The heat transfer coefficient or U-value of an insulating glass unit is used as a measure of thermal performance. It is a number value that indicates the rate of heat transfer from inside to the outside.
The U-values of IGUs are affected by outdoor temperatures and the slope of the roof. Therefore, any measurements for comparison should be made in identical conditions. EN 673 specifies that U-value calculations be performed in conditions where the temperature in the space between the panes is 10 degrees and the temperature difference between the surfaces of the panes is 15 degrees. U-values are dependent on the temperature difference. As the temperature difference increases, the U-value of a double-pane IGU with spectrally selective glazing degrades more than that of a triple-pane unit.
The lower the U-value, the lower the heating costs. However, lower U-values of glazed units do not just save you money on heating – they also create a more comfortable indoor climate.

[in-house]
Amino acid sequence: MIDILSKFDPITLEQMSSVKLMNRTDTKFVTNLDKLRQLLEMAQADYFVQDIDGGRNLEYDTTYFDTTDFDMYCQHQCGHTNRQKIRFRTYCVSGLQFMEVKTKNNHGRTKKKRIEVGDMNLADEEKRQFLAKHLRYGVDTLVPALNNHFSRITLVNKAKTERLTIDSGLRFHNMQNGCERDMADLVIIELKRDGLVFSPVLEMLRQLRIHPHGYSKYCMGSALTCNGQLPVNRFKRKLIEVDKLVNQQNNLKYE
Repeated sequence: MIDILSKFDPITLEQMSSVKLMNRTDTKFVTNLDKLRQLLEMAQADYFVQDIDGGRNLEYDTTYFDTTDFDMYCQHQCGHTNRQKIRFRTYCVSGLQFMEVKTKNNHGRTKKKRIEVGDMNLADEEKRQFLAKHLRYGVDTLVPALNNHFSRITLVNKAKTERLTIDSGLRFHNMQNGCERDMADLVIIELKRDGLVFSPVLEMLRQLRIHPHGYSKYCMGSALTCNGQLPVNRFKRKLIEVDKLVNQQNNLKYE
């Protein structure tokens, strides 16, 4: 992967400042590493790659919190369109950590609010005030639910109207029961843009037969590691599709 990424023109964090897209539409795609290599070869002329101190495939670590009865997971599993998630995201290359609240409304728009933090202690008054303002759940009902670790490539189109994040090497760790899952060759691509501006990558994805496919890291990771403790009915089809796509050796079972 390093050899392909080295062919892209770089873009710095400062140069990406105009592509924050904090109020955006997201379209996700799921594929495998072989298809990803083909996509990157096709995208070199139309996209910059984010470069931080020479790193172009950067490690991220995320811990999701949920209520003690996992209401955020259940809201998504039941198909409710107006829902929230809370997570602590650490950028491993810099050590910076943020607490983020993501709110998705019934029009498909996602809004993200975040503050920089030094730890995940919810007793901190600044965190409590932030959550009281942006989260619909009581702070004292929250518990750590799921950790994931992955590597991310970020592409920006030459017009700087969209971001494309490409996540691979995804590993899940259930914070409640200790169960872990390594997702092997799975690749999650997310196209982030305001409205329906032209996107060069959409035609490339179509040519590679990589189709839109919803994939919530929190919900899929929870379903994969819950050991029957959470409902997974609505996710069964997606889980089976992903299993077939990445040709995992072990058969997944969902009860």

When indoor air comes into contact with cool glass surfaces, the air cools and becomes denser. Cool air is heavier than warm air and sinks downward. Movements of such air masses that are faster than 0.15 m/s create an unpleasant feeling of draft. Thus, a low U-value can help reduce air mass movements and increase comfort near windows.
In order to prevent the feeling of draft near windows at an indoor temperature of 22 °C, the temperature of the inner pane should be 14 degrees.
A surface temperature of 14 degrees for the inner pane can be achieved:
with single glazing when the outdoor temperature is +10 °C;
with double glazing with clear float glass when the outdoor temperature is +2 °C;
with triple glazing when the outdoor temperature is -5 °C;
with double glazing with spectrally selective glass when the outdoor temperature is -15 °C;
with triple glazing with spectrally selective glass when the outdoor temperature is -26 °C.
Hence, the surface temperature of the inner pane depends on both the indoor and outdoor temperature, which is to some extent also affected by the wind speed.
A one-degree change in the indoor temperature results in a 5% difference in the annual heat consumption of a residence.